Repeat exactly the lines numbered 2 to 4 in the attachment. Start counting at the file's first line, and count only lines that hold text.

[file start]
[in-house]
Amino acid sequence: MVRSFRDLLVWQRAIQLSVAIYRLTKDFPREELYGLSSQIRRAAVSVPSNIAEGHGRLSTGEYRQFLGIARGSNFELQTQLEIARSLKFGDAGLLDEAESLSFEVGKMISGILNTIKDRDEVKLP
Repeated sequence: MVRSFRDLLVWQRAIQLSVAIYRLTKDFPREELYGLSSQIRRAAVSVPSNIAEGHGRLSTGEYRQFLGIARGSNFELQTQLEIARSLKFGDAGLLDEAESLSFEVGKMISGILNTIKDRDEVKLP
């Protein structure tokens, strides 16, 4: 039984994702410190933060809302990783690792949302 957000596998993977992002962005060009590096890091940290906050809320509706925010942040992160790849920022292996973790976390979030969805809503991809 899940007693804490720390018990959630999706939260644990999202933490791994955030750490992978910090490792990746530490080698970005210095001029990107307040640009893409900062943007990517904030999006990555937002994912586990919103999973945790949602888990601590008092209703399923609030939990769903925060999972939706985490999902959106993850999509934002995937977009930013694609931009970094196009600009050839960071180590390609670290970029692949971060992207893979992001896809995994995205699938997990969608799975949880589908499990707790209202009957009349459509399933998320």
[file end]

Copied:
Amino acid sequence: MVRSFRDLLVWQRAIQLSVAIYRLTKDFPREELYGLSSQIRRAAVSVPSNIAEGHGRLSTGEYRQFLGIARGSNFELQTQLEIARSLKFGDAGLLDEAESLSFEVGKMISGILNTIKDRDEVKLP
Repeated sequence: MVRSFRDLLVWQRAIQLSVAIYRLTKDFPREELYGLSSQIRRAAVSVPSNIAEGHGRLSTGEYRQFLGIARGSNFELQTQLEIARSLKFGDAGLLDEAESLSFEVGKMISGILNTIKDRDEVKLP
């Protein structure tokens, strides 16, 4: 039984994702410190933060809302990783690792949302 957000596998993977992002962005060009590096890091940290906050809320509706925010942040992160790849920022292996973790976390979030969805809503991809 899940007693804490720390018990959630999706939260644990999202933490791994955030750490992978910090490792990746530490080698970005210095001029990107307040640009893409900062943007990517904030999006990555937002994912586990919103999973945790949602888990601590008092209703399923609030939990769903925060999972939706985490999902959106993850999509934002995937977009930013694609931009970094196009600009050839960071180590390609670290970029692949971060992207893979992001896809995994995205699938997990969608799975949880589908499990707790209202009957009349459509399933998320």